According to him, the flooded streams like Khutiya, Gauriganga, Pathariya, Kada among others destroy cultivable land in Kailali every rainy season.
The excessive extraction of sands and pebbles goes unchecked in the Godawari, Khutiya, Gauriganga, Khaniya, Machheli and Bagun among other rivers and streams in Kailali.
The local units have awarded contracts to various companies for the extraction of riverbed materials.
“The local units do not take sustainable approaches nor do they have environment-friendly plans and policies to protect the Chure area,” said forest and environment expert Ramesh Chand. “They are more eager to make short-term gains at the expense of the environment, and allow haphazard extraction of riverbed materials in the fragile Chure area. They don’t even monitor whether the contractors are abiding by the environmental impact assessment as they excavate riverbed materials,” he said.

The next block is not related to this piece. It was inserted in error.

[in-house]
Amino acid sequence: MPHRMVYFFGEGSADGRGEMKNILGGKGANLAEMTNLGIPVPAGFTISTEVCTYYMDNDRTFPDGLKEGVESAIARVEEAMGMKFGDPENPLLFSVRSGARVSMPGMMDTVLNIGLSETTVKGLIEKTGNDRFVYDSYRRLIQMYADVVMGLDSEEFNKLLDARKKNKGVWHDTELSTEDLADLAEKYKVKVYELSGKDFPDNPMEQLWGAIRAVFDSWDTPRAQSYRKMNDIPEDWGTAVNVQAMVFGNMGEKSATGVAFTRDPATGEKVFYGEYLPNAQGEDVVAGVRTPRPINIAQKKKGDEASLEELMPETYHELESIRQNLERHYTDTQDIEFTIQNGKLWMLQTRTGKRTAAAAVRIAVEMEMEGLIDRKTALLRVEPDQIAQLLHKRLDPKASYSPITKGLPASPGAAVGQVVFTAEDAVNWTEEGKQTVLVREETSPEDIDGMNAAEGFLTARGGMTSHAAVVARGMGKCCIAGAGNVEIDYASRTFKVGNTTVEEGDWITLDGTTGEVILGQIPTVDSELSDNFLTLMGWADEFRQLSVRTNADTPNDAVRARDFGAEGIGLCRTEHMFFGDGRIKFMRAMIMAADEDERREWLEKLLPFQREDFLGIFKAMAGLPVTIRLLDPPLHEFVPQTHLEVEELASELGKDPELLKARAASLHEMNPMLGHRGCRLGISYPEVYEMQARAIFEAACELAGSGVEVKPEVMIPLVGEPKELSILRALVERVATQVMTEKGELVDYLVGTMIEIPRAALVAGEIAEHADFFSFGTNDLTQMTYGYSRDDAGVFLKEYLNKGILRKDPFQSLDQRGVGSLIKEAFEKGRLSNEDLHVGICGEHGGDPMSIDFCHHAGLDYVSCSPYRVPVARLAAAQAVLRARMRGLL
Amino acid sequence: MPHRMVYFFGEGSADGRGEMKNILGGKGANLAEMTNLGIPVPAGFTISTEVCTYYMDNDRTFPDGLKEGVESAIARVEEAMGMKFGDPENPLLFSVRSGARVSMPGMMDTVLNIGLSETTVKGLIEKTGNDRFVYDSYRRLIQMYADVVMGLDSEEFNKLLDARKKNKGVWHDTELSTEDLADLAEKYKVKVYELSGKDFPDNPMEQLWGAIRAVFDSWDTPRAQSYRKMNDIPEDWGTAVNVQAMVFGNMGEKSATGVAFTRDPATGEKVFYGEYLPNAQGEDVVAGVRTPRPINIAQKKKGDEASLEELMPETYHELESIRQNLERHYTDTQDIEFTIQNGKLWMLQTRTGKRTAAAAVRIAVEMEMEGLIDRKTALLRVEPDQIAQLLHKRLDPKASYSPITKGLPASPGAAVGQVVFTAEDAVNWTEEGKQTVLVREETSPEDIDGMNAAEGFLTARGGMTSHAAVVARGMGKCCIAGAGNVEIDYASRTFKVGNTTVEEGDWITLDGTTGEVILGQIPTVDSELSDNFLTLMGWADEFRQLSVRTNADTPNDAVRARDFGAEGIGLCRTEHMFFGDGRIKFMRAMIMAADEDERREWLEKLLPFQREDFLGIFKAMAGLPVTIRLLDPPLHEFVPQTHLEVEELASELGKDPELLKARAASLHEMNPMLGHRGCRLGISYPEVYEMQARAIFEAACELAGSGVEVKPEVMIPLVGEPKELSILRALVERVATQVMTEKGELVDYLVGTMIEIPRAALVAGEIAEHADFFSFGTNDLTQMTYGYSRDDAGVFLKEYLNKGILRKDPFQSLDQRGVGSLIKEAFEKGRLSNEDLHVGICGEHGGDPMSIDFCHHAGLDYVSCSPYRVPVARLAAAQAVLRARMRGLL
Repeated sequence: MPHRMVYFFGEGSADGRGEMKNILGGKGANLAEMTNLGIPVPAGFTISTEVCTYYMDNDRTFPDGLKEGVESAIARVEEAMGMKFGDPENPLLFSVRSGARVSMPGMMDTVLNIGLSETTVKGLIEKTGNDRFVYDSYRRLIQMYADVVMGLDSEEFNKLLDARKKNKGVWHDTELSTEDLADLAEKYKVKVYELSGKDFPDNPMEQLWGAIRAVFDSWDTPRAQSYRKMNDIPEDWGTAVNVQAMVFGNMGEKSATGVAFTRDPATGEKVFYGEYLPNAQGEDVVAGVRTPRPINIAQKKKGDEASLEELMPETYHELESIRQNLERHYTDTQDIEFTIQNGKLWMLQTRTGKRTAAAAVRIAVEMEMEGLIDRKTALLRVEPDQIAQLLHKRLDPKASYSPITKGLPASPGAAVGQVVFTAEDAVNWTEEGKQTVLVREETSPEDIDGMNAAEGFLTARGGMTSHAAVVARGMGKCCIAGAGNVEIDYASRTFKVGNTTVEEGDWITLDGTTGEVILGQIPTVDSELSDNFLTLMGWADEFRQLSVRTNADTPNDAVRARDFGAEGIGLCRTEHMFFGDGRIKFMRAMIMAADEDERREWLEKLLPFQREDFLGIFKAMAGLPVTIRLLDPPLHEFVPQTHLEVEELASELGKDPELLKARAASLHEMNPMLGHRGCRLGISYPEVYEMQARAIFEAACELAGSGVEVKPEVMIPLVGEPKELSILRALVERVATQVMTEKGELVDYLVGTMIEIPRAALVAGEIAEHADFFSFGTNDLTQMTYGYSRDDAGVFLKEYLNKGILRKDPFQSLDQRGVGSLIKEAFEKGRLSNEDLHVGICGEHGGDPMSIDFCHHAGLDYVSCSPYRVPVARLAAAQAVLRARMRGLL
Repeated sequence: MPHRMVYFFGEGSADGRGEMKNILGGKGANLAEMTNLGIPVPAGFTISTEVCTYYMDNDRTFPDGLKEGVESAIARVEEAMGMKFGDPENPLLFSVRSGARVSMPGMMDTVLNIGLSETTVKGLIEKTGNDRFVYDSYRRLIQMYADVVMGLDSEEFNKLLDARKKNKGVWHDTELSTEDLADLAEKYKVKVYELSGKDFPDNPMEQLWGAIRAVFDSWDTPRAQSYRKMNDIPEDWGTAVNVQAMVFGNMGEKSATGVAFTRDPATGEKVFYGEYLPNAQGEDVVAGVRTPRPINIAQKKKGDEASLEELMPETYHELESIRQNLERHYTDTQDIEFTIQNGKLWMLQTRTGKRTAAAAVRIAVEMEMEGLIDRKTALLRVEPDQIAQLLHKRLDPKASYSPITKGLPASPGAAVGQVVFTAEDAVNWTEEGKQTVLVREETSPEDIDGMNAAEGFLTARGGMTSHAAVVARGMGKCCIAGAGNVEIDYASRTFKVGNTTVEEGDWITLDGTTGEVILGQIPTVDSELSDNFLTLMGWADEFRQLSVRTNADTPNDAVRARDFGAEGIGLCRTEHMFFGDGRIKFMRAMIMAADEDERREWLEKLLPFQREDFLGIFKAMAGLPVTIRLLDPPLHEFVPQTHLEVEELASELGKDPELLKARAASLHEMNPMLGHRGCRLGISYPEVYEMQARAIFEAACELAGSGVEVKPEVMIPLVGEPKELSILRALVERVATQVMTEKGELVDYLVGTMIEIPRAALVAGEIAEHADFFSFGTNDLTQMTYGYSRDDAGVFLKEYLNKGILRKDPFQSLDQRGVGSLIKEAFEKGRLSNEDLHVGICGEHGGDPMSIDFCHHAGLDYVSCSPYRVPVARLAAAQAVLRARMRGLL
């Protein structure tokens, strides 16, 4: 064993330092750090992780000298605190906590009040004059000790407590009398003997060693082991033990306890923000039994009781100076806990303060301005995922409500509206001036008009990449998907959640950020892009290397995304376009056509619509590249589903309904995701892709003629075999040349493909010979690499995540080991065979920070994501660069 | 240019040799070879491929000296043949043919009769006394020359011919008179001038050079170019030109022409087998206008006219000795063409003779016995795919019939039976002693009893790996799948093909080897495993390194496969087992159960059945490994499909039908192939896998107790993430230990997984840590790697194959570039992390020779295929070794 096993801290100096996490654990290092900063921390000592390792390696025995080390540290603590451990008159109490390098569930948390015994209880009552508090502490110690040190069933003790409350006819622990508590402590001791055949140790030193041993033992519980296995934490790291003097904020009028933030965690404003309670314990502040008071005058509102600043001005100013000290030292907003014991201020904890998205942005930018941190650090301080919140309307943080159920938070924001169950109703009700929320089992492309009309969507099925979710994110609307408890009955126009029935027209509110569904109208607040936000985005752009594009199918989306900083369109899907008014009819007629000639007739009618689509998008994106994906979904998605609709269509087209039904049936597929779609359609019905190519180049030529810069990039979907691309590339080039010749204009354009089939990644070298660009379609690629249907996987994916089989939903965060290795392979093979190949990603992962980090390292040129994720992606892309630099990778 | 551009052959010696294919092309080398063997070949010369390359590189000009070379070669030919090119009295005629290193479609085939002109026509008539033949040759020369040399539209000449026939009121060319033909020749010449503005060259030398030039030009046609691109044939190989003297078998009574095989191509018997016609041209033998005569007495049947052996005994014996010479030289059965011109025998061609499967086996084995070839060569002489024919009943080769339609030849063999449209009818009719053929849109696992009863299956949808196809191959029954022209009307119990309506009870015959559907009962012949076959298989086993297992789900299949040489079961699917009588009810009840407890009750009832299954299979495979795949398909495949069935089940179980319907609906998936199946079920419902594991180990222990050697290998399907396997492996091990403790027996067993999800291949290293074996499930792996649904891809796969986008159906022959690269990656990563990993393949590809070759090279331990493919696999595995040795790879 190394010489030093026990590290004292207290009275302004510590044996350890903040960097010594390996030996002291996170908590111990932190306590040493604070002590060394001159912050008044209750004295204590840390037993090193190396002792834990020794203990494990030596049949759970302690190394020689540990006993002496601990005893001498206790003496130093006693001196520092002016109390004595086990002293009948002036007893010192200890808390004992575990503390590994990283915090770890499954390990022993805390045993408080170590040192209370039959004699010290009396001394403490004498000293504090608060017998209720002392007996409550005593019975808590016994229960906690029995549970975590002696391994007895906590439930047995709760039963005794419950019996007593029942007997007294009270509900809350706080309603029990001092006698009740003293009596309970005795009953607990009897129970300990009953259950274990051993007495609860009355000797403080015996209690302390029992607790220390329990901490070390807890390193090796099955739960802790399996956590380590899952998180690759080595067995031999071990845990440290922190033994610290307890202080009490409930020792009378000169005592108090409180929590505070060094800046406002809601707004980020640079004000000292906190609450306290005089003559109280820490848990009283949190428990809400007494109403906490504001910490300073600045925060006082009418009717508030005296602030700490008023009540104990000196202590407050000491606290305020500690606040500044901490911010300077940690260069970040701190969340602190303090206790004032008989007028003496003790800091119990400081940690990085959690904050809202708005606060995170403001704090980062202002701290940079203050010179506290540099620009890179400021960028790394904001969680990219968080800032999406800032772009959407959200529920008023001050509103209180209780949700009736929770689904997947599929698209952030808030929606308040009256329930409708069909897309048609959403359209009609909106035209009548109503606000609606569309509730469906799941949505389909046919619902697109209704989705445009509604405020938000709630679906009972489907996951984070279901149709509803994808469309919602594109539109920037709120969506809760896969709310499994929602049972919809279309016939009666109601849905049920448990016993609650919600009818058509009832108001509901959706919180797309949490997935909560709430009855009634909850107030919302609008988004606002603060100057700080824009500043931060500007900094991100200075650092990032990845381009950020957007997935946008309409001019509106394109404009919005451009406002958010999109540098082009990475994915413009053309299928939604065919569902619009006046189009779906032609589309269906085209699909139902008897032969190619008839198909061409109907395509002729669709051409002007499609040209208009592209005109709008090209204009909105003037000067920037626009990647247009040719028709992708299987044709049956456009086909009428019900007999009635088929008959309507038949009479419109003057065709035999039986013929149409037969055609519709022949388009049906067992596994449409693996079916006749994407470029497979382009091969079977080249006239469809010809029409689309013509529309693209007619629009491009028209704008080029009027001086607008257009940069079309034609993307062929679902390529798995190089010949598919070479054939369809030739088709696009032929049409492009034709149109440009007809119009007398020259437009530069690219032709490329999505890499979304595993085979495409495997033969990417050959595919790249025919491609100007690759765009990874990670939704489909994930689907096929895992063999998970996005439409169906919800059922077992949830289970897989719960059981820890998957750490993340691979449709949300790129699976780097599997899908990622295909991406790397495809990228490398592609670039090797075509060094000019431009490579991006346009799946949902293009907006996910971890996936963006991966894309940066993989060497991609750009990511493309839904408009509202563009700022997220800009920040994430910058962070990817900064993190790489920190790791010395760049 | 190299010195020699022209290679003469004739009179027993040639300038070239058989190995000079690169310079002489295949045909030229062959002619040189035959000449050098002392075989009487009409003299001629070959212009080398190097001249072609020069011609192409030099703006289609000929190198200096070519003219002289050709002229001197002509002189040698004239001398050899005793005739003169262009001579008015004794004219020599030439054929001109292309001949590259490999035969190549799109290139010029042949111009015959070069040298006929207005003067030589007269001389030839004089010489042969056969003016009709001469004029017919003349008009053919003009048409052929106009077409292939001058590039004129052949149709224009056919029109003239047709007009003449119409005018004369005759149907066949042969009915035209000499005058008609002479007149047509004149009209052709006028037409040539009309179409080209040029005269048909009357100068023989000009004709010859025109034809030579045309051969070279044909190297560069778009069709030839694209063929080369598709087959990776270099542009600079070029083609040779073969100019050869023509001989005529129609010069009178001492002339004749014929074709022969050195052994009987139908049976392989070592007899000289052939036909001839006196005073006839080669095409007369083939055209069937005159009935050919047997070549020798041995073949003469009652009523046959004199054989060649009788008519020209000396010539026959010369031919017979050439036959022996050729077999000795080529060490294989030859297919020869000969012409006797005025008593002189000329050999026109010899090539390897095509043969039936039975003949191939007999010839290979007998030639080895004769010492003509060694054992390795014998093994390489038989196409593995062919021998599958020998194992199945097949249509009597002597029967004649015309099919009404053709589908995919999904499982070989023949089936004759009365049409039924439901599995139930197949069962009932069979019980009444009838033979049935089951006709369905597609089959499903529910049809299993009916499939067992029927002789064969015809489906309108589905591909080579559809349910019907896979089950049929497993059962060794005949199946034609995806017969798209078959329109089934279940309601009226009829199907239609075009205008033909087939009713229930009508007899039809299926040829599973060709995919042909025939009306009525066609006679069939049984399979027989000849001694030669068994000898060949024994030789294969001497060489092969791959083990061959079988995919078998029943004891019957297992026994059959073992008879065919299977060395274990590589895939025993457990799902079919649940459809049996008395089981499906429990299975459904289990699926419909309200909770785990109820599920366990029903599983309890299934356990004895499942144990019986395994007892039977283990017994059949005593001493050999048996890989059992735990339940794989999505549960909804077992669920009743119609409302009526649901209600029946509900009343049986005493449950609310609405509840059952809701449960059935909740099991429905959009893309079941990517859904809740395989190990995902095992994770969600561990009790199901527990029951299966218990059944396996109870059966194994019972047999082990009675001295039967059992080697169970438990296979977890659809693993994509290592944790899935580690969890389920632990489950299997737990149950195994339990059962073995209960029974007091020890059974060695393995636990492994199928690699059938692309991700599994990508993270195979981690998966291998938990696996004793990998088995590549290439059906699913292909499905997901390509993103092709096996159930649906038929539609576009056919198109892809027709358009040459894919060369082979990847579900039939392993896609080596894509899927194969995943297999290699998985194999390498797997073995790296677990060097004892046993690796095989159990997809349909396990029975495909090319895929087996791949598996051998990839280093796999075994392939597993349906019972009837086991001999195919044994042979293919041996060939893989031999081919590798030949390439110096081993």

According to Chand, the Chure region is being destroyed due to unplanned development activities such as the construction of roads, drinking water and irrigation projects in the area. Chure and Mohanyal rural municipalities lie in the Chure region of Kailali district. Both local units have prioritised road construction in their annual budgets. Chure Rural Municipality commenced road construction in Sahajpur, Aalad, Deurali, Mauri, Chaumala and Phaltude areas while Mohanyal has five road projects in the Chure region.